From the Worldwide Faith News archives

United Methodists win top religion communication awards

From "NewsDesk" <NewsDesk@UMCOM.ORG>
Date Tue, 6 Apr 2004 13:37:56 -0500

April 6, 2004	News media contact: Linda Green 7 (615)742-5470 7 Nashville,
Tenn. 7 E-mail: 7 ALL {161}

By Nancye Willis*
BIRMINGHAM, Ala. (UMNS)-United Methodists figured prominently in the 75th
anniversary meeting of the Religion Communicators Council, winning major
awards in the organization's DeRose-Hinkhouse competition and directing
celebratory activities. 

The Rev. Steve Horswill-Johnston, executive director of the denomination's
welcoming and media ministry, received Best of Class for "The Gift." The
30-second television commercial is among several that air three times a year
on U.S. cable and broadcast networks as part of the Igniting Ministry effort,
administered by United Methodist Communications. 

United Methodist communicators receiving Awards of Excellence during the
March 25-27 meeting were Alice Smith, editor of the Wesleyan Christian
Advocate, which serves the denomination's North and South Georgia annual
conferences; and Kimberly Pace and Carolyn Dandridge, communication staff
members at the United Methodist Board of Discipleship, for the newsletter

The awards were among 90 recognizing exemplary work, chosen out of 275
entries in the competition. This year's RCC convention included a celebration
of the organization's 75th anniversary and opened with a gala event
highlighting the convention's theme, "Looking Back, Looking Forward." 

Larry Hygh, director of communications for the United Methodist
California-Pacific Annual Conference, served as emcee for the evening, which
included music of the decades; a look at communications changes in the past
75 years; and remembrances of the organization's founders, distinguished
members and milestones. Dressed in 1970s-style clothing, including an Afro
wig and dashiki, Hygh led the group through hand motions for "peace, love,
soul," a popular greeting in the '60s and '70s.

Shirley Struchen, RCC executive director, noted that the convention theme was
particularly significant to the 20 people attending their first RCC
convention. "It was wonderful to see the networking and sharing of
information between those who are new in the profession and those who have
been in it for 50 years," Struchen, a retiree of United Methodist
Communications, said.

Six aspiring communicators, including Royya James, recipient of the Judith
Weidman Racial Ethnic Minority Fellowship awarded by United Methodist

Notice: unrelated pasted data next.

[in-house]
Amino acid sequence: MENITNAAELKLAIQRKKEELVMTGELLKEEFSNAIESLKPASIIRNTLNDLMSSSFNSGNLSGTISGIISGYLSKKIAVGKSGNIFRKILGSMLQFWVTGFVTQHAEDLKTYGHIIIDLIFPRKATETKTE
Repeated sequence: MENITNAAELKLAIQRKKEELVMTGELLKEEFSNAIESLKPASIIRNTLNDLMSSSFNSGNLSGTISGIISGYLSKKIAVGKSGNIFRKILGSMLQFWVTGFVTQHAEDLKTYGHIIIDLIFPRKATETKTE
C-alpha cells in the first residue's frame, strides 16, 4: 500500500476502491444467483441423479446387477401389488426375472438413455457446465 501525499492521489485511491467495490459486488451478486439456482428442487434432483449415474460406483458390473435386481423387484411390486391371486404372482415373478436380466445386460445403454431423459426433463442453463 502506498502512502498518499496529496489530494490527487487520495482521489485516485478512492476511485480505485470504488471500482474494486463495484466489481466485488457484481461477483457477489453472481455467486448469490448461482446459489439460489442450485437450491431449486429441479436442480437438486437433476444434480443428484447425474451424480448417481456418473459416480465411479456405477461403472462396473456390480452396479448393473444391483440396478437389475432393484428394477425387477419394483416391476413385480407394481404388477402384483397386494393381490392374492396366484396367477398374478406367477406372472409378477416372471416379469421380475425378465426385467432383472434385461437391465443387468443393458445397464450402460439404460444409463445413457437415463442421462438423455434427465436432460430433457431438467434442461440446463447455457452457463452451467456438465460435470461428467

Communications, attended the convention on scholarship. James is working in
the denomination's Wyoming Annual Conference.

Plenary speakers included Nancy Snow, assistant professor at California State
University-Fullerton, whose keynote address centered on persuasion,
propaganda and faith issues; Mark Pinsky, Orlando Sentinel columnist and
author of The Gospel According to The Simpsons; and Jody Calendar, Calendar
Communications, who works with the Associated Press in a project examining
public perceptions of the accuracy, fairness and competence of news

RCC's annual Wilbur Awards, which acknowledge quality work in faith values
and themes in the secular media, were made March 27 in 15 categories. Winners
included the Boston Globe newspaper, Minnesota Public Radio and Jerry
Bruckheimer Television. 

United Methodist Mike Hickcox, director of communications in the New England
Annual Conference, handed over the president's gavel of the RCC Board of
Governors to Ron Glusenkamp, Evangelical Lutheran Church in America. 

New members named to the RCC board of governors included United Methodist
communicators Doug Cannon, Southwest Texas Annual Conference, and Laura
Flippen, Board of Higher Education and Ministry. Other United Methodists on
the board include executive committee members Dan Gangler, Indiana Area, vice
president; Hickcox, immediate past president, and Struchen, along with Deb
Christian, United Methodist Reporter, and Hygh. Barbara Nissen, United
Methodist Communications, rotated off the board after serving five years.

RCC is an international interfaith association of religion communicators at
work in print and electronic communication, marketing and in public
relations. Founded in 1929, it is the oldest professional organization of its

It promotes excellence in communication of religious faith and values in the
public arena and encourages understanding among religious and faith groups.
RCC has nearly 600 members in 11 chapters in the United States and at-large

A full listing of winners of the DeRose-Hinkhouse and Wilbur awards is
available on the RCC Web site, 

# # #
*Willis is editor for the Public Information Team at United Methodist
Communications in Nashville, Tenn.  The above release was adapted from an
article by Barbara Nissen, director of United Methodist Communications'
Conference Resourcing Team.


United Methodist News Service
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